[CW: description of thought processes that can trigger hoarding]
Fox and I spent pretty much every available second cleaning in preparation for Ron’s visit on Friday. It was quite the workout, and somewhat intense … but not quite as intense as I thought it might be. Maybe because I knew Fox was cleaning, too, and I’ve developed coping mechanisms. For example, I found a calendar with beautiful images that I might’ve been tempted to keep, but it’s obsolete (and damaged). So I looked through the images, showed one particularly beautiful one to Fox, then tossed the calendar. Minimal stress.
I’ve also decided to treat clutter like an addiction. Part of recovery (from what I’ve gathered, I’m not an expert by any means) is recognizing that while others may be able to engage in a certain behavior safely – even to their benefit – I cannot. For example, I’ve heard tips about reusing things like wrapping paper – but for me that’s a recipe for disaster. If I let myself think “I can reuse this” I will angst over every decision of what to/not to keep, hoard random items I don’t need, and drown in clutter. No. Maybe it would be ideal to reuse this wrapping paper, but I cannot keep it. Into the trash it goes. End of story.
I lost track of how many bags of garbage we filled, somewhere around 8. Maybe 12?
Especially after vacuuming, the living room has been transformed. You can walk through it. It’s actually pleasant to look around. You can access my music instruments … which is good, because the first thing I did when Ron got here was show them off. 🙂
It was so wonderful to welcome someone into my home and actually feel good about it, confident, unapologetic. We showed Ron things that are important to us and ze looked around and asked questions about items that caught zir interest and we played a tabletop game and had some pizza. It was relaxed and fun and absolutely wonderful. Fox even – very intentionally – gave Ron and me some “us” time by going alone to pick up the pizza. 😀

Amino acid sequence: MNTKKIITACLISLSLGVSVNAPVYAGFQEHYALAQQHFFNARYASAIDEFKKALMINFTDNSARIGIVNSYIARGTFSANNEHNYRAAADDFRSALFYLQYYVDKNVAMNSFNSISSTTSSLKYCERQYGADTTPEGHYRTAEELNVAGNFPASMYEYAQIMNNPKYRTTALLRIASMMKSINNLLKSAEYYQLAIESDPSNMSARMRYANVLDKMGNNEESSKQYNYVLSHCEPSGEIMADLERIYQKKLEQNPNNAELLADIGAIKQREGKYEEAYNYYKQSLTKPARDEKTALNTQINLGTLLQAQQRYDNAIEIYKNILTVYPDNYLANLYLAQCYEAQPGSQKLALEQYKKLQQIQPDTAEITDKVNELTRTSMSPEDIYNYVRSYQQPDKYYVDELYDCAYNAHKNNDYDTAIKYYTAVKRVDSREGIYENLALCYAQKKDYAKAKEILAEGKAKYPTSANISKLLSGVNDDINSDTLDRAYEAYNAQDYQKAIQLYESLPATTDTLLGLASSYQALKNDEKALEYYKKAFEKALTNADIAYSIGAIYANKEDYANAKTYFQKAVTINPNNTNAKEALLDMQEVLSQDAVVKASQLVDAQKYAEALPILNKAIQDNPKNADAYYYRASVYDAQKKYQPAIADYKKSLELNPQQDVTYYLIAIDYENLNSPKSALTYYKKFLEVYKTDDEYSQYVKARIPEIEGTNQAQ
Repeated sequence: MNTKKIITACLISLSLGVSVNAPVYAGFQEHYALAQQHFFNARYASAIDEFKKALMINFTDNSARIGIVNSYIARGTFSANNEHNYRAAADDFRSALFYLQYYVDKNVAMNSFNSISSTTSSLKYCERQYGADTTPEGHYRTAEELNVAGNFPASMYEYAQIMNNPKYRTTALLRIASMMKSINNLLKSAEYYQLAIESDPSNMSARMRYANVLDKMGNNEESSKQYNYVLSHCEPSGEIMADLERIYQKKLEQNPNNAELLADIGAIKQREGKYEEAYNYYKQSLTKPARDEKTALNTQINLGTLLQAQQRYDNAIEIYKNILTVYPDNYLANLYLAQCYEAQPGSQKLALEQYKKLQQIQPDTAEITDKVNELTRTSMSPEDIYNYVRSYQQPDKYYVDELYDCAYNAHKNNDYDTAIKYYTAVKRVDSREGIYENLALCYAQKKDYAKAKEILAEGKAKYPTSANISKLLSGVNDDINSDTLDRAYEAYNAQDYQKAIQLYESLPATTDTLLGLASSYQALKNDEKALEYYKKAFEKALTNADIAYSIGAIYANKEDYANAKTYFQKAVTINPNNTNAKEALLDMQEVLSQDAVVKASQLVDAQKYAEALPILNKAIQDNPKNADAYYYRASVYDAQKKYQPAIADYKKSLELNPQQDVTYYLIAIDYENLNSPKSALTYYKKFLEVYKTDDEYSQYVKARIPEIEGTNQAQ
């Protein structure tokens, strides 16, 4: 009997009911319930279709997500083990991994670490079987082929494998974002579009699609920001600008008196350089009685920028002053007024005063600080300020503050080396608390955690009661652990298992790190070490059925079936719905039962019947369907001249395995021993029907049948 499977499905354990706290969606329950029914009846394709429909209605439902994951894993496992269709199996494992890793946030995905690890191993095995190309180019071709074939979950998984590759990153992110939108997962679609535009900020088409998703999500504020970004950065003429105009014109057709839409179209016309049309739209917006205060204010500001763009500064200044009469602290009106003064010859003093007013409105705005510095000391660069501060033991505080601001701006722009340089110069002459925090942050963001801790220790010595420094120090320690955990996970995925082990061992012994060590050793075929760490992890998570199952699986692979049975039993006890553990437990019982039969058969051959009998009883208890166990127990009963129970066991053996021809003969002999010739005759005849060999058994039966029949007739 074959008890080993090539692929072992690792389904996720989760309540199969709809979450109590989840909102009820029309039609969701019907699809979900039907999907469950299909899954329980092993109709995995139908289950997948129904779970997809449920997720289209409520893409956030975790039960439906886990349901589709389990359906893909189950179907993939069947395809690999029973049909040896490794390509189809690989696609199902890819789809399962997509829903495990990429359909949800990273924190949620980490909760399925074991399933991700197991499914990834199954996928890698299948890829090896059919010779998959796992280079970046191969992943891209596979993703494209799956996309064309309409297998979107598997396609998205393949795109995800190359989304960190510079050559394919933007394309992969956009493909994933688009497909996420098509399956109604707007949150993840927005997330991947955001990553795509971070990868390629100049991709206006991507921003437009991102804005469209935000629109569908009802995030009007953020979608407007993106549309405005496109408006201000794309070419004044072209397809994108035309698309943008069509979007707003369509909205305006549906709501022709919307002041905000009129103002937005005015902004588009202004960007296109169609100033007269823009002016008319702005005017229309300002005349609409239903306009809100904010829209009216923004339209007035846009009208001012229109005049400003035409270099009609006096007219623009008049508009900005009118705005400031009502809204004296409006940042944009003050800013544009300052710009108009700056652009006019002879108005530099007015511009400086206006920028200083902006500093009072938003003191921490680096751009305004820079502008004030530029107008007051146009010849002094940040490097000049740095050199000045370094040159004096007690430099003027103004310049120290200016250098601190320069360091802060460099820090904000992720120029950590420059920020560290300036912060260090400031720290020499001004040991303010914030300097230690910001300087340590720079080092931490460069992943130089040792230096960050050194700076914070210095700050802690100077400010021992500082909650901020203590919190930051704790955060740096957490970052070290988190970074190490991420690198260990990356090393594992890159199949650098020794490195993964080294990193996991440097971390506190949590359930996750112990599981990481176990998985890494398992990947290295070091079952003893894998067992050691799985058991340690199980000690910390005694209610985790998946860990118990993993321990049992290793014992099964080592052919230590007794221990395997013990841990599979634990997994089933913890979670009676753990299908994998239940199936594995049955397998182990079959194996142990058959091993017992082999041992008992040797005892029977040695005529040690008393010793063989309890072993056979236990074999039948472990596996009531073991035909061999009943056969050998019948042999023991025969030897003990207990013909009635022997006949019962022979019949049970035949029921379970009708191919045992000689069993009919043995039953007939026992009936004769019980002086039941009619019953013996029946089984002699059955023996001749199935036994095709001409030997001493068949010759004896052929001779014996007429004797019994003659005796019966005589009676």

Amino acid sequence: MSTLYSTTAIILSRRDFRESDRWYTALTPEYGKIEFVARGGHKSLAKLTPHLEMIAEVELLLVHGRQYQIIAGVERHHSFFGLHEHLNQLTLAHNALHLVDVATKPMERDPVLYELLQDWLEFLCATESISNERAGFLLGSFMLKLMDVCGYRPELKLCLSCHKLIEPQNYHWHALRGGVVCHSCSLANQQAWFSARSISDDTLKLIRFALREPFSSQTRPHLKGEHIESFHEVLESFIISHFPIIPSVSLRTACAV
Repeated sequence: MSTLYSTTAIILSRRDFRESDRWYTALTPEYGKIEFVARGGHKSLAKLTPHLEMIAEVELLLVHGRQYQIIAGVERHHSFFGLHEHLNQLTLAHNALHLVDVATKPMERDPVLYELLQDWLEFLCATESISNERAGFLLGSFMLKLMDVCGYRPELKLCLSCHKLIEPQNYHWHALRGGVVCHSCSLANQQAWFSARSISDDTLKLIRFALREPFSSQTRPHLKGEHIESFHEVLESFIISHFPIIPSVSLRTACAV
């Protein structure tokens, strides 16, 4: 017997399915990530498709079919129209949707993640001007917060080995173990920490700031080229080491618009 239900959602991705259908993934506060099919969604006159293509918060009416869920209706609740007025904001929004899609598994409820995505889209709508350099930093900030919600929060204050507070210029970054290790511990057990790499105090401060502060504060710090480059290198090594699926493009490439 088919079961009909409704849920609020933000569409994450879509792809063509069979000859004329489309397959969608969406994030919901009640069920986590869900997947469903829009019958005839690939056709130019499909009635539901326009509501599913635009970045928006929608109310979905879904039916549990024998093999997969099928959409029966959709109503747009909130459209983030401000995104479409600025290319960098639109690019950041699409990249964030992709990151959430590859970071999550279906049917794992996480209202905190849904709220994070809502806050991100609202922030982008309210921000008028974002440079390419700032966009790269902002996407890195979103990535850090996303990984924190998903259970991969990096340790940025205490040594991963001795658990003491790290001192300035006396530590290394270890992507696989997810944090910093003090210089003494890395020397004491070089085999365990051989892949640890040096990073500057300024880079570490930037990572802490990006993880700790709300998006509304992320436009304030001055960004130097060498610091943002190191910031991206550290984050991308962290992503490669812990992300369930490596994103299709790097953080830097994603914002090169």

I feel so incredibly loved. It means so much to me that not only are they both being wonderful to me, they’re (especially Ron) making an effort to be considerate and friendly toward each other.
If I want meaningful change, I need to shift the mindset of what gets me to clean. When I’m visiting someone else, I make an extra effort to make sure I’m respectful of their space, cleaning up after myself and putting items back where they belong. Banji’s asked me why I don’t do that for myself; they’ve told me I deserve that same respect. It’s a hard thing to hear, and a difficult thing to feel … I get sad, almost on the verge of tears.
I was only ever taught to respect everyone else.
If I want meaningful change, I can’t only clean because I want to welcome someone in, and I don’t want them to see my mess. I can’t only clean to hide whatever’s causing this addiction. I need to clean because I deserve a pleasant living environment. I need to clean out of respect for myself, Fox, and our relationship. (And he needs to clean out of respect for himself, me, and our relationship – it’s a joint effort/responsibility.) And it needs to be a continuous effort, maintaining a space we want to live in.
Because we both deserve better.